Photographs by Rotimi Fani-Kayode and Faisal Abdu'Allah can be seen in the exhibition MOED: What is Left Unseen - a partnership between the Centraal Museum and the Museum of Equality and Difference, established by the Gender Studies research group at Utrecht University. Autograph has loaned the works from our collection.
Two of Fani-Kayode's colour photographs will be on display, along with Faisal Abdu'Allah's images The Last Supper I and The Last Supper II.
What is Left Unseen is a broader perspective on the Museum's collection, asking: How can museums be a place where everyone feels at home, irrespective of education, gender and cultural background?
And what exactly does diversity entail, and how can we translate this into policy and practice? What does equality look like, for whom and why? And what does difference look like, for whom and why? The partnership with MOED gives Centraal Museum the opportunity to explore new perspectives, and to critically review their own collection and identity.
From the Museum's collection, pieces by Nola Hatterman, Steve McQueen, Ary Scheffer, Therese Schwartze and historical pieces by Nicolaas Beets are used to create a dialogue with a number of special loan pieces by Patricia Kaersenhout, Iris Kensmil, Rotimi Fani-Kayode, Faisal Abdu’Allah, Jan van Bijlert and Samuel Aranda.
This dialogue leads to questions such as: How do we look at our own history? Can we place our own narratives in a different perspective? These and other questions are explicitly addressed in What is Left Unseen, and they will help the Museum to develop a more inclusive programme.
Rotimi Fani-Kayode was born in Lagos, Nigeria to a prominent Yoruba family before moving to England following the 1966 outbreak of civil war in Nigeria. He later studied at Georgetown University and the Pratt Institute in the USA, before settling permanently in London in 1983 where he lived and worked until his early death from a short and unexpected illness on December 21 1989.
During his tragically brief six-year career, Fani-Kayode produced a complex body of photographic work, exploring themes of race, sexuality, spirituality, and the self.
His masterfully staged and crafted portraits, sometimes quietly monochromatic and at other times rich in saturated color, stand as powerful, resolutely ambiguous, visual statements.
A seminal figure in contemporary art photography, the year 2019 marks the 30th anniversary of the artist’s death; at the core of Fani-Kayode’s practice is an important emphasis on the cultural politics of difference. A prominent figure in the Black British art scene, Fani-Kayode was the founding member and first chairman of Autograph in 1988.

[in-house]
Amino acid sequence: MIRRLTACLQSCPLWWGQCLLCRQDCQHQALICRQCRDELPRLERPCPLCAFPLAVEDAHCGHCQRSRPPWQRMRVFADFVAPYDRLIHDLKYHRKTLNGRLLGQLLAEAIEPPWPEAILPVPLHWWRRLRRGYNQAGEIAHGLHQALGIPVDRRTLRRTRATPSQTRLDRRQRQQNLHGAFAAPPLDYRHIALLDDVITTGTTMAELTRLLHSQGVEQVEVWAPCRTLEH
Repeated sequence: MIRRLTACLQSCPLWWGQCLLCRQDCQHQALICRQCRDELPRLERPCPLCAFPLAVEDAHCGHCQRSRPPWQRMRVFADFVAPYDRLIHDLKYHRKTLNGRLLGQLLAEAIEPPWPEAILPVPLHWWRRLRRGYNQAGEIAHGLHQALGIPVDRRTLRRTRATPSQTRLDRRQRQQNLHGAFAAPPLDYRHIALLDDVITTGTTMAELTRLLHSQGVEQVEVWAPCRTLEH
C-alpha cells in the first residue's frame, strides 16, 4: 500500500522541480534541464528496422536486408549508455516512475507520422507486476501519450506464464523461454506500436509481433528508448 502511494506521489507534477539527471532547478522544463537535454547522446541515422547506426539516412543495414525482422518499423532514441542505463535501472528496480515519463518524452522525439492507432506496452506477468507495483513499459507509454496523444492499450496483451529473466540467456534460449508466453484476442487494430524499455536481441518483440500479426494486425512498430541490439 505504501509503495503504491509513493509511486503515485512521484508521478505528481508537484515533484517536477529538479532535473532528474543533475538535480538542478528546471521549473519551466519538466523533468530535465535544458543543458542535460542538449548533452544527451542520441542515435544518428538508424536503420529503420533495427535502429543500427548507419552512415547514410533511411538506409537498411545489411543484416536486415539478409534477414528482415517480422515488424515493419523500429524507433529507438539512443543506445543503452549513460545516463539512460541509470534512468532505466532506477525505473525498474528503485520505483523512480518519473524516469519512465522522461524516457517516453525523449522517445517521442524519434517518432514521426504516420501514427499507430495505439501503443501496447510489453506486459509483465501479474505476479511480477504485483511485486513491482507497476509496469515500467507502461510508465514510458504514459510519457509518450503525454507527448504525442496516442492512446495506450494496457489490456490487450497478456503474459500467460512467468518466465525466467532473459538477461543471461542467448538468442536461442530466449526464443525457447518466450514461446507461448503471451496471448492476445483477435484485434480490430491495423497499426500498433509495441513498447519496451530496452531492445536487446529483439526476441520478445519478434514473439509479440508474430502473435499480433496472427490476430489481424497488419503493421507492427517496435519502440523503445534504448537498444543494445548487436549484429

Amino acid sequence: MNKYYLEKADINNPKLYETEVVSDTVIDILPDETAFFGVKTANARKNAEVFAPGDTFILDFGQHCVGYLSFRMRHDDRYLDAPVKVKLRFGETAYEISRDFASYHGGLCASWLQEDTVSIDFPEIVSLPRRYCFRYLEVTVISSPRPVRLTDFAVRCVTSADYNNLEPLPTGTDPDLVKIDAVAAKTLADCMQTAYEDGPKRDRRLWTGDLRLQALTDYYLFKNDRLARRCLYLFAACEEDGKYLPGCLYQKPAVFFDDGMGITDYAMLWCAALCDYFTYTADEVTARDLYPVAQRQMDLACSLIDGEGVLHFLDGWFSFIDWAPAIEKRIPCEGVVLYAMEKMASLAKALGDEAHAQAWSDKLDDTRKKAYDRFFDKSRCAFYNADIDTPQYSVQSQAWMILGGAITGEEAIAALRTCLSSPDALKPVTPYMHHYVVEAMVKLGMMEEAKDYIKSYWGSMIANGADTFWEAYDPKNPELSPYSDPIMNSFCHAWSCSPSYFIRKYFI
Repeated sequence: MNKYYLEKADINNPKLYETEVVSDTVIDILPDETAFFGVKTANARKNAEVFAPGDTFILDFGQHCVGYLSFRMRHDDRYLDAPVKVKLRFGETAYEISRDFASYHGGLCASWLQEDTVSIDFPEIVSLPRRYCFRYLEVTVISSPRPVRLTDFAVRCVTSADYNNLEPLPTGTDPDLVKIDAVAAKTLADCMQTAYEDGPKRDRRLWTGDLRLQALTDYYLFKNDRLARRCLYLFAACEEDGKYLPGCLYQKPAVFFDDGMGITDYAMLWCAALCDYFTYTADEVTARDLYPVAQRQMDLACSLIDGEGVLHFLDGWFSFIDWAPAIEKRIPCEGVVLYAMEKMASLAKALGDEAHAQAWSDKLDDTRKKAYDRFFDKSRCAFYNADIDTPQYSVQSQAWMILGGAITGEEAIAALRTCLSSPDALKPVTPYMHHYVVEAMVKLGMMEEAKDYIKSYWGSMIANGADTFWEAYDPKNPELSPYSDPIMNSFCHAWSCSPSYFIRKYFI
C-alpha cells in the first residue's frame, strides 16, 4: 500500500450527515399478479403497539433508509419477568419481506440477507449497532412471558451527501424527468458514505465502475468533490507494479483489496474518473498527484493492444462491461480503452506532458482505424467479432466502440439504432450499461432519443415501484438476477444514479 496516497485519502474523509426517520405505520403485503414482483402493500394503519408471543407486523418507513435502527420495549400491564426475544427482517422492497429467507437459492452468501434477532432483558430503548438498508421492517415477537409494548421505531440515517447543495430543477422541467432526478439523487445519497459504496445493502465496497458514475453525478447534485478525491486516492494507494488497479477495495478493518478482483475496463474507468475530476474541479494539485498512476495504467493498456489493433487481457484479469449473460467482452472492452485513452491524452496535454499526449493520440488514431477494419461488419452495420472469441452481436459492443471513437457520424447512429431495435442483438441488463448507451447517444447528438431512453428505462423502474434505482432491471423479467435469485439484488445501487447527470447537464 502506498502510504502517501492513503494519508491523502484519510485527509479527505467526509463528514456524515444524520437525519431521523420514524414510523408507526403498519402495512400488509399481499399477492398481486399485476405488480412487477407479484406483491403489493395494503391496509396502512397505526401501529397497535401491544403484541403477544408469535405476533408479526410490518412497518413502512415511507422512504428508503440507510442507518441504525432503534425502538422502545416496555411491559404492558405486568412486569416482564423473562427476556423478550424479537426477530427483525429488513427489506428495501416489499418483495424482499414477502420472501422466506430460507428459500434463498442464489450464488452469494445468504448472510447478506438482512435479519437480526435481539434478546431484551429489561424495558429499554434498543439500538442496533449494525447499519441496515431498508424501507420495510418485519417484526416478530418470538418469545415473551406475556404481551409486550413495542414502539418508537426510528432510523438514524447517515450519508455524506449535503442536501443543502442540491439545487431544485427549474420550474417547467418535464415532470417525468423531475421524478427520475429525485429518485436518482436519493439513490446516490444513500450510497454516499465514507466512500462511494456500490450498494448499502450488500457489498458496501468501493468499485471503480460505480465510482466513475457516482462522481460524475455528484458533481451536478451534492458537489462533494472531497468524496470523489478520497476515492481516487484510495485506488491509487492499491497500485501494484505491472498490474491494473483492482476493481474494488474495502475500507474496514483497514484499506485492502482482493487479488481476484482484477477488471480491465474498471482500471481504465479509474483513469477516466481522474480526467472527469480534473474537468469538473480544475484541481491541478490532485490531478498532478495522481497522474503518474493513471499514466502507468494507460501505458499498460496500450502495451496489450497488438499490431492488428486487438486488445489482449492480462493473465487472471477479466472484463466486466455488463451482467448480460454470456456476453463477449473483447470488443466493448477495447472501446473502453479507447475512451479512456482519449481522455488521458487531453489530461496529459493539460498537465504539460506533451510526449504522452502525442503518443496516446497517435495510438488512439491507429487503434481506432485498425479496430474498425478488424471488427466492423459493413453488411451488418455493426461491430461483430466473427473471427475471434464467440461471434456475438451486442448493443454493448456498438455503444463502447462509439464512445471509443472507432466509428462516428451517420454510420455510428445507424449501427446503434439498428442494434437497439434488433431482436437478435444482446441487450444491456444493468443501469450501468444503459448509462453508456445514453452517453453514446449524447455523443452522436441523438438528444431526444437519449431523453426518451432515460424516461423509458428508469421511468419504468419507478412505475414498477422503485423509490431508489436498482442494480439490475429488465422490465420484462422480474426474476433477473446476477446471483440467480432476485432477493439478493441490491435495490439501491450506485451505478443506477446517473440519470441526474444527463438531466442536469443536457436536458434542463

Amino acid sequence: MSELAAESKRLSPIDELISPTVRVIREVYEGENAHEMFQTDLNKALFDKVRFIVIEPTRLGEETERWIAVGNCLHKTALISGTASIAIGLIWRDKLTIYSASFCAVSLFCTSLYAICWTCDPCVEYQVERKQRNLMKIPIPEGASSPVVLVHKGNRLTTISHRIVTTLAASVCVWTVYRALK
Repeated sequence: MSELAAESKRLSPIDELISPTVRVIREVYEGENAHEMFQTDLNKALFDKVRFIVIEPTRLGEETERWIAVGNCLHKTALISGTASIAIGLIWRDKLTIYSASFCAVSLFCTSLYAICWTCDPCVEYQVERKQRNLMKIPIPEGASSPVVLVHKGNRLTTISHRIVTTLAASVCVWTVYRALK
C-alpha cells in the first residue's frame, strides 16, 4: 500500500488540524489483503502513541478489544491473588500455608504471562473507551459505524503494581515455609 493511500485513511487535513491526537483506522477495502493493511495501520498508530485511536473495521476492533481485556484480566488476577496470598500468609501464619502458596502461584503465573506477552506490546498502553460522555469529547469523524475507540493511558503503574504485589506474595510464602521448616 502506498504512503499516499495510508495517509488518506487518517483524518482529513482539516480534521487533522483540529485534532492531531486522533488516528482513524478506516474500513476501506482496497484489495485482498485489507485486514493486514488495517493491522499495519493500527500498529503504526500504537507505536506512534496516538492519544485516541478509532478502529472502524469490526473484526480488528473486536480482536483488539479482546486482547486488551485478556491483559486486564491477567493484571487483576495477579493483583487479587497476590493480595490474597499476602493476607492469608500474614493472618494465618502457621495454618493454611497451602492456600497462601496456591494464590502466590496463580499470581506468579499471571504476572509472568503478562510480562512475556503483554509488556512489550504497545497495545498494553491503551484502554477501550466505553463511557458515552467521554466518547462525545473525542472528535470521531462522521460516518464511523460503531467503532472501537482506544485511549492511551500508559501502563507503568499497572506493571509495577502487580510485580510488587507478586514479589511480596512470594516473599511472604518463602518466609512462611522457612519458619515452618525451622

His photographs have been exhibited internationally since 1985, with numerous recent solo exhibitions in London, Boston, New York and Cape Town. In 2003, his work featured in the African Pavilion at the 50th Venice Biennale, Italy and in 2011 in ARS 11 at Kiasma-Museum of Contemporary Art in Helsinki, Finland.
Fani-Kayode’s works are represented across the world in collections of numerous public institutions and private collectors including Tate, Guggenheim Museum, New York, Victoria & Albert Museum, Walther Family Foundation, Harvard University’s Hutchins Centre, Kiasma-Museum of Contemporary Art and the collection of Yinka Shonibare MBE, amongst others.
An episode of the recent BBC Radio 4 program on the History of Art was dedicated to his work in March 2018. Many of his photographs were created in collaboration with his late partner Alex Hirst and are collected in the posthumous 1996 publication Rotimi Fani-Kayode and Alex Hirst: Photographs. His work is represented by Autograph, London.
Through his interdisciplinary practice encompassing photography, print-making, video, sculpture, drawings and installation, Dr Faisal Abdu’Allah asks probing questions in relation to history, myth, faith, masculinity, memory and violence, as well as race, representation and iconography.
Abdu’Allah is an Associate Professor of Art and Faculty Director of UW-Madison's Creative Arts Community, The Studio. A former IDA visiting Professor at Stanford University and The Henry John Drewal Visiting Professor of African & Diaspora Arts at UW-Madison, he graduated from the Royal College of Art, and completed his PhD in 2012 at the University of East London.
His work has been exhibited widely, including at the 55th Venice Biennale (2013), Centro Atlantico de Arte Moderno in Gran Canaria (2012), Stanford Welton Gallery in Stanford (2010), National Portrait Gallery (2009), Whitechapel Gallery (2009), British Film Institute Gallery (2008), Serpentine Gallery (2006), and the Chisenhale Gallery (2003) in London, and Studio Museum Harlem (1997). His works are in the collections of Tate Britain (London), the V&A (London), the National Maritime Museum (London), the Chazen Museum (Madison), CAAM (Gran Canaria) and the British Arts Council.
Abdu’Allah has won numerous grants and awards, including the prestigious Joan Mitchell Foundation Painters and Sculptors grant, the Mayor of London Award for Sustainability, the Flamin Production Development Award, the Romnes Faculty Award, the Decibel Visual Arts Award, and the first prize at Tallinn Print Triennial in Estonia. He has been Artist-in-Residence at the Serpentine Gallery (London), the Tate Modern (London), Gallery MOMO (Johannesburg) and Project Row House (Houston).
He serves on the Executive Board for the Southern Graphics Council International Nominations Committee. Abdu’Allah maintains studios in the USA and UK and is represented by Magnolia Editions, USA, and Autograph ABP, London.
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